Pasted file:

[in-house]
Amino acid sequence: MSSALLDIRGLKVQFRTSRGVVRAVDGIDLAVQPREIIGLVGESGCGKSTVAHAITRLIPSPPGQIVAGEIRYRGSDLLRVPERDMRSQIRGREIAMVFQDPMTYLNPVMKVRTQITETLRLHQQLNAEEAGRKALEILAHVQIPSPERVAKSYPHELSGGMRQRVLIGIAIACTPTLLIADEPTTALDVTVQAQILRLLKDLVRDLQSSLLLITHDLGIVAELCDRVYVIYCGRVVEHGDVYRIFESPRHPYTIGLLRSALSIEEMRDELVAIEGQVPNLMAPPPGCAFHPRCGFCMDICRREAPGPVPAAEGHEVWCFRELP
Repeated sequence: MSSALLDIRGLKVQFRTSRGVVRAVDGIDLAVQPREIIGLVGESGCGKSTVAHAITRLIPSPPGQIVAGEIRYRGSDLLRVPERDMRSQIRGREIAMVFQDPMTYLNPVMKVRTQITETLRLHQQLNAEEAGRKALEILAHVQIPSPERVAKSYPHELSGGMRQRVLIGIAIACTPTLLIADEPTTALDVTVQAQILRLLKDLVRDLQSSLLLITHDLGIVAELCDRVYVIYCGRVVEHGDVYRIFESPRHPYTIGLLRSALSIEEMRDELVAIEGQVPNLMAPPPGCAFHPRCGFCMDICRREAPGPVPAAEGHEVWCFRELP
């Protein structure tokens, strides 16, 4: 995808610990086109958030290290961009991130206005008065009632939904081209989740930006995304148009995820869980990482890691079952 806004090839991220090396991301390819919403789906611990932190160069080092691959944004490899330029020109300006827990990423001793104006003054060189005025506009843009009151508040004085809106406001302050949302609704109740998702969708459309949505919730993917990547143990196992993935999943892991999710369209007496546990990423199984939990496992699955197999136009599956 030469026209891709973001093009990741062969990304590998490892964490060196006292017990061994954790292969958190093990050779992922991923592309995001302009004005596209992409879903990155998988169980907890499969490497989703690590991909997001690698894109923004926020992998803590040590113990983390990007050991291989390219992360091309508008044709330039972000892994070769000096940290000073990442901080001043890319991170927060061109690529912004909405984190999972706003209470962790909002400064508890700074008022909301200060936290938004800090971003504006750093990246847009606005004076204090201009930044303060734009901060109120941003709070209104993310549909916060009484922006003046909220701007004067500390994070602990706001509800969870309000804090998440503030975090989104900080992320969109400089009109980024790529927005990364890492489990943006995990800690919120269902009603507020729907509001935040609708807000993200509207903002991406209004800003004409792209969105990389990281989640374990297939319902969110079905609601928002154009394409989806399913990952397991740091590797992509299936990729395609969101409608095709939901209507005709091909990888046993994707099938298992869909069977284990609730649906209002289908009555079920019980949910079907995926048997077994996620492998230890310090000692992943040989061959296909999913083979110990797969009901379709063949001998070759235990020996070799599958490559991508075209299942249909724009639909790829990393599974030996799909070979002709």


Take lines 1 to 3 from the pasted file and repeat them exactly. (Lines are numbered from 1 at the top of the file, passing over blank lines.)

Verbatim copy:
[in-house]
Amino acid sequence: MSSALLDIRGLKVQFRTSRGVVRAVDGIDLAVQPREIIGLVGESGCGKSTVAHAITRLIPSPPGQIVAGEIRYRGSDLLRVPERDMRSQIRGREIAMVFQDPMTYLNPVMKVRTQITETLRLHQQLNAEEAGRKALEILAHVQIPSPERVAKSYPHELSGGMRQRVLIGIAIACTPTLLIADEPTTALDVTVQAQILRLLKDLVRDLQSSLLLITHDLGIVAELCDRVYVIYCGRVVEHGDVYRIFESPRHPYTIGLLRSALSIEEMRDELVAIEGQVPNLMAPPPGCAFHPRCGFCMDICRREAPGPVPAAEGHEVWCFRELP
Repeated sequence: MSSALLDIRGLKVQFRTSRGVVRAVDGIDLAVQPREIIGLVGESGCGKSTVAHAITRLIPSPPGQIVAGEIRYRGSDLLRVPERDMRSQIRGREIAMVFQDPMTYLNPVMKVRTQITETLRLHQQLNAEEAGRKALEILAHVQIPSPERVAKSYPHELSGGMRQRVLIGIAIACTPTLLIADEPTTALDVTVQAQILRLLKDLVRDLQSSLLLITHDLGIVAELCDRVYVIYCGRVVEHGDVYRIFESPRHPYTIGLLRSALSIEEMRDELVAIEGQVPNLMAPPPGCAFHPRCGFCMDICRREAPGPVPAAEGHEVWCFRELP